Instructor  Dominique Unruh <<surname> at ut dot ee> 
TA  Ehsan Ebrahimi <<surname> dot math at gmail dot com> (submit homework solutions here) 
Lecture Period  September 3, 2018  December 21, 2018 
Lectures  Mondays, 10:1511:45, room 218 (Paabel)
(Dominique; may sometimes be switched with tutorial) 
Practice sessions 
Fridays, 10:1511:45, room 220 (Paabel) (Ehsan) 
Course Material  Lecture
notes, blackboard photos, practice blackboard photos, videos and exam study guide. 
Language  English 
Mailing list  utqcrypto@googlegroups.com 
Exam  20 December 2018, 10am1pm, room 218 (Paabel). (Reexam to be scheduled later.) 
Contact  Dominique Unruh <<surname> at ut dot ee> 
20180907 (lecture)  Introduction and motivation.  [video] 
20180910 (lecture)  Mathematics of single qubits.  [video] 
20180914 (practice)  Small exercises with single qubits.  
20180917 (practice)  ElizurVeidman bomb tester  
20180921 (lecture)  Mathematics of multiple qubits (except measurements).  [video] 
20180924 (lecture)  Measurements on multiple qubits. Deutsch's algorithm.  [video] 
20180928 (practice)  Review of homework 1f. States invariant under rotation. Quantum teleportation.  
20181001 (lecture)  Ensembles. Density operators.  [video] 
20181005 (practice)  Review of homework 2, problem 1 and 2. Implementing classical functions using quantum gates, an exercise of projective measurement  
20181008 (lecture)  Operations on density operators. Quantum onetime pad.  [video] 
20181012 (practice)  Exercises of density operator: physically indistinguishable states, measure and forget, quantum onetime pad with Y and Z Pauli matrices  
20181015 (lecture)  Partial trace. Purification of density operators.  [video] 
20181019 (practice)  Purification of quantum circuits. Exercises for computing partial traces.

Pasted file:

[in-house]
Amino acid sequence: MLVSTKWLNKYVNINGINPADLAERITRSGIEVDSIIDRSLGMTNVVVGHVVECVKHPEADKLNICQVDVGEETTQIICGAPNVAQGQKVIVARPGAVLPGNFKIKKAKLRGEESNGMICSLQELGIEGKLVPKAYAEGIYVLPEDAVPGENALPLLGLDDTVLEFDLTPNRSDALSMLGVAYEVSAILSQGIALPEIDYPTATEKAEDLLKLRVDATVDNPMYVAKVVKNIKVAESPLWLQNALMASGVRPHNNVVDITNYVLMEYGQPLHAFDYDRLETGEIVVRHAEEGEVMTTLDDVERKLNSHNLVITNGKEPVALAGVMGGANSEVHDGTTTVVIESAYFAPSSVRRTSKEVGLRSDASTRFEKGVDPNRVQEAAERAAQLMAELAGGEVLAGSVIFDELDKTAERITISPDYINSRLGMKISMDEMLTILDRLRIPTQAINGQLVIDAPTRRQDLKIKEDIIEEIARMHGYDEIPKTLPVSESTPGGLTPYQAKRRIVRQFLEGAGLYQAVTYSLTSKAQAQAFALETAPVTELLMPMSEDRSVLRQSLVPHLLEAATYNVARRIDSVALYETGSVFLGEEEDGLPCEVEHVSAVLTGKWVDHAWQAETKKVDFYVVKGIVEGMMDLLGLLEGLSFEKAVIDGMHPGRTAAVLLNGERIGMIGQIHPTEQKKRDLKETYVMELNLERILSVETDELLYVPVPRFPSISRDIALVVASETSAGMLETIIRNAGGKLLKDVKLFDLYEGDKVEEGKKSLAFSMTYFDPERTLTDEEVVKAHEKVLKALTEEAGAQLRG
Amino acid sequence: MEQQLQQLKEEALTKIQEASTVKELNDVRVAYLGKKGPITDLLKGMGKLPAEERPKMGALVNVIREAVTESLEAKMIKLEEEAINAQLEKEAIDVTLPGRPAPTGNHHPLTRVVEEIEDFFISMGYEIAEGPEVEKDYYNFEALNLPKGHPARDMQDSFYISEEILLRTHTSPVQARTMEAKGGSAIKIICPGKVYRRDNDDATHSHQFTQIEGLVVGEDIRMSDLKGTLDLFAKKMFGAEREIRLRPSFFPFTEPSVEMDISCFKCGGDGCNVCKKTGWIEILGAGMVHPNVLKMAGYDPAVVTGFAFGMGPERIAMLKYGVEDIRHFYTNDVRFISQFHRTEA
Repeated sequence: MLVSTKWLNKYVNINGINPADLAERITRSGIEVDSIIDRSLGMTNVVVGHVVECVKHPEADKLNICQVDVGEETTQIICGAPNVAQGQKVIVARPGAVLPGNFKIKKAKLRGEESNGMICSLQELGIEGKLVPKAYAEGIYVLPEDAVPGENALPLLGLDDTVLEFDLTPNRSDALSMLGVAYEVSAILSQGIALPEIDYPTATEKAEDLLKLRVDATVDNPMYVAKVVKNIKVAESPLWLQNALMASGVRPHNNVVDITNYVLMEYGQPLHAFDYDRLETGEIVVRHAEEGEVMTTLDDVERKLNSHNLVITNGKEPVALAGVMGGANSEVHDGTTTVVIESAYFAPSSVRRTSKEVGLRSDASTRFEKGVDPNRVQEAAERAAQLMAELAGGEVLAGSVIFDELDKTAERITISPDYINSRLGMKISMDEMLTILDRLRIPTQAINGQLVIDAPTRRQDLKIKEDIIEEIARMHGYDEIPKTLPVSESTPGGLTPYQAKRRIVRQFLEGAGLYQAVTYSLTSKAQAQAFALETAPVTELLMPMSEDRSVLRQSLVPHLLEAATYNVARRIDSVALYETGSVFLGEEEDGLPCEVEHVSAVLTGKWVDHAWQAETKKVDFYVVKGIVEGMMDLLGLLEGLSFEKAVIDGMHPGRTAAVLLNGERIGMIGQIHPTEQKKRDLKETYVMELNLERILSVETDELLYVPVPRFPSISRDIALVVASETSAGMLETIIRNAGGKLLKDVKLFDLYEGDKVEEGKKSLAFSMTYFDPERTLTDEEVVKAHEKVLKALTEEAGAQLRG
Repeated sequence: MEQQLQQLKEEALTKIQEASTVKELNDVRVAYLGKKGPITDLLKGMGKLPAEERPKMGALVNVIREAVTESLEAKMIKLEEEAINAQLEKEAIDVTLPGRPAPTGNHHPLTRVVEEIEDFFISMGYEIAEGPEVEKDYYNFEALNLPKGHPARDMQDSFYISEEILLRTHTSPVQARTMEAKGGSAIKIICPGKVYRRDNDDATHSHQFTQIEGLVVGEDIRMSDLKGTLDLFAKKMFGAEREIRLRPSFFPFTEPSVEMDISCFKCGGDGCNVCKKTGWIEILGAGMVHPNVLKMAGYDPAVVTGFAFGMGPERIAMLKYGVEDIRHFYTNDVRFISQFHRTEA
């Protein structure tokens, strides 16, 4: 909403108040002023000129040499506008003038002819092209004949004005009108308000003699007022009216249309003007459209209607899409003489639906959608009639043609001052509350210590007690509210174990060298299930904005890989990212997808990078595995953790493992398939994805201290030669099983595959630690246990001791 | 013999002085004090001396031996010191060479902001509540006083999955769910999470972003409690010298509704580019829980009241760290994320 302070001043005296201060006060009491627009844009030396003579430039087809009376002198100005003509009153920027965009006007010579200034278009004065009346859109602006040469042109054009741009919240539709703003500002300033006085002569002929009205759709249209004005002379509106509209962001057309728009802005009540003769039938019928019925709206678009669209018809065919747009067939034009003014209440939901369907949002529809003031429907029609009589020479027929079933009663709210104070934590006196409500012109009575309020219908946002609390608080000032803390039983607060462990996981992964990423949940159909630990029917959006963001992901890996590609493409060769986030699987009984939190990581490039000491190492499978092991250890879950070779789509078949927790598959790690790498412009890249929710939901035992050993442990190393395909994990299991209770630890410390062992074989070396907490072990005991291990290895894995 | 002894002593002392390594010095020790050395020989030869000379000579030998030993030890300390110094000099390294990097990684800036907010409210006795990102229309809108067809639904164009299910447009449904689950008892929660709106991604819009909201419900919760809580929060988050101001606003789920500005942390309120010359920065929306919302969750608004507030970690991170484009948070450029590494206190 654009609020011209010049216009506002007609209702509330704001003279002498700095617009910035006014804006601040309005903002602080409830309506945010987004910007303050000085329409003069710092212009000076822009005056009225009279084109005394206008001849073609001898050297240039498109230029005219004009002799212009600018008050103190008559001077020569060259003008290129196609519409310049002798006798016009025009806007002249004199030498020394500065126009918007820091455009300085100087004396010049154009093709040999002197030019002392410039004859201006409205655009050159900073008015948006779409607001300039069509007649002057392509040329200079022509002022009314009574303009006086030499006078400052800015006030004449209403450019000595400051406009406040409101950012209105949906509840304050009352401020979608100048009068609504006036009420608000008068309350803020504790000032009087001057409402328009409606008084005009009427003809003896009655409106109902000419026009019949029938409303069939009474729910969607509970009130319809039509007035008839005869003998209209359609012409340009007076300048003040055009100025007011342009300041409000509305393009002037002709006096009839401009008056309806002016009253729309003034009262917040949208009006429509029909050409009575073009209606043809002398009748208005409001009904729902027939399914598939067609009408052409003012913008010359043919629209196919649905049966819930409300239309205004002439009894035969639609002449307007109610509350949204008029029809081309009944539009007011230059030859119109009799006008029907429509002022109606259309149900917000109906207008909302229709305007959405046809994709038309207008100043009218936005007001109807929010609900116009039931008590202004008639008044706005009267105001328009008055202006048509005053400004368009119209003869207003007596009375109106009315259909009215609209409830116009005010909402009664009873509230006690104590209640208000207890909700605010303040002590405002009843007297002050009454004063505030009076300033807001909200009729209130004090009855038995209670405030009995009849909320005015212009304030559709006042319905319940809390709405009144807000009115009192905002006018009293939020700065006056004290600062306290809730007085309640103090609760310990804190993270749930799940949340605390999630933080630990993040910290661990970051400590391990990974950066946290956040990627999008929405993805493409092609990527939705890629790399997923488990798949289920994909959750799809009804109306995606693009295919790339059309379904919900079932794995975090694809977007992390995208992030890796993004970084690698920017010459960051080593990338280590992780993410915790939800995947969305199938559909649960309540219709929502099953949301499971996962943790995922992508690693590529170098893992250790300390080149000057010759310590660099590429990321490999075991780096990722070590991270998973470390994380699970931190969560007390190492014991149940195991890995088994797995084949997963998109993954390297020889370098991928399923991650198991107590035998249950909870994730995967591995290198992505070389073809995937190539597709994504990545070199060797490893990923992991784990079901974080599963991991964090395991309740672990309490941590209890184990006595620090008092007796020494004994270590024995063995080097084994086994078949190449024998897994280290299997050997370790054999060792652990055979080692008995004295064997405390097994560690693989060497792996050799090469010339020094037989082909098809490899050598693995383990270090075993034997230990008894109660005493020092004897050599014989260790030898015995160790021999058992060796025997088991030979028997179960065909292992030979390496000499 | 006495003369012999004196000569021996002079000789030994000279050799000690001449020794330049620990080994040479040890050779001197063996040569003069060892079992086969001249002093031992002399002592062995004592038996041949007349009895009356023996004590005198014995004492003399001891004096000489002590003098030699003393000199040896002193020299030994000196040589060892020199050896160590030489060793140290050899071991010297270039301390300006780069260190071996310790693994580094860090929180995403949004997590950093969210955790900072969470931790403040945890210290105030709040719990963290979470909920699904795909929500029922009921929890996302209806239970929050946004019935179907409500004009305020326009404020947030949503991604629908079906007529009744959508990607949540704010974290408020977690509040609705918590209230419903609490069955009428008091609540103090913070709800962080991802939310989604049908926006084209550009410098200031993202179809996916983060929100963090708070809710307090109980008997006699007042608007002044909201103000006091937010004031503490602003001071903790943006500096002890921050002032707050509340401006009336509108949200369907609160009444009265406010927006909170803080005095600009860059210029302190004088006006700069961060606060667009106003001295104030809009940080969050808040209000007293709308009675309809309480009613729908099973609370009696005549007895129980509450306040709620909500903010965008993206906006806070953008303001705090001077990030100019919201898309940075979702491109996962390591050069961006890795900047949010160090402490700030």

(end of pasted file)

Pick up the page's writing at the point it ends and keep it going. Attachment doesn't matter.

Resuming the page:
20181022 (lecture)  Quantum operations. Statistical distance. Trace distance.  [video] 
20181026 (practice)  Explicit computation of trace distance. Trace distance of orthogonal states.  
20181029 (lecture)  Trace distance (ctd). Quantum key distribution (security def. started).  [video] 
20181102 (practice)  Analysis of the QKD protocol when Eve measures some of the qubits.  
20181105 (lecture)  Quantum key distribution: Security def., first steps of proof  [video] 
20181109 (practice)  Analysis of an equivalent security definition for QKD protocol. Analysis of the security of a QKD protocol that discards the last bit of the key  
20181112 (lecture)  Quantum key distribution: proof (ctd.)  [video] 
20181116 (practice)  Secure message transmission from QKD  
20181119 (lecture)  Quantum key distribution: proof (ctd.)  [video] 
20181123 (practice)  Guessing the key in QKD (if no classical postprocessing used)  
20181126 (lecture)  Quantum key distribution: proof (finished)  [video] 
20181130 (practice)  Proving missing claims from QKD proof.  
20181203 (lecture)  Shor's algorithm (period finding, factoring)  [video] 
20181207 (practice)  Implementing Quantum Fourier Transform.  
20181210 (lecture)  Learning with errors (LWE). Regev's cryptosystem  [video] 
20181214 (practice)  Breaking LWE with small error, Short Integer Solution Problem  
20181217 (lecture)  Zeroknowledge proofs  [video] 
Out  Due  Homework  Solution 

20180912  20180919  Homework 1  Solution 1 
20180920  20180927  Homework 2  Solution 2 
20181001  20181008  Homework 3  Solution 3 
20181011  20181018  Homework 4  Solution 4 
20181019  20181026  Homework 5  Solution 5 
20181029  20181105  Homework 6  Solution 6 
20181109  20181116  Homework 7  Solution 7 
20181120  20181127  Homework 8  Solution 8 
20181207  20181213  Homework 9  Solution 9 
20181214  20181217  Homework 10 
In quantum cryptography we use quantum
mechanical effects to construct secure protocols. The paradoxical
nature of quantum mechanics allows for constructions that solve
problems known to be impossible without quantum mechanics. This lecture
gives an introduction into this fascinating area.
Possible topics include:
You need no prior knowledge of quantum mechanics. You should have heard some introductory lecture on cryptography. You should enjoy math and have a sound understanding of linear algebra.
[NC00] Nielsen, Chuang. "Quantum Computation and Quantum Information" Cambridge University Press, 2000. A standard textbook on quantum information and quantum computing. Also contains some quantum cryptography.
Further
reading may be suggested during the
course. See the "further reading" paragraphs in the lecture notes.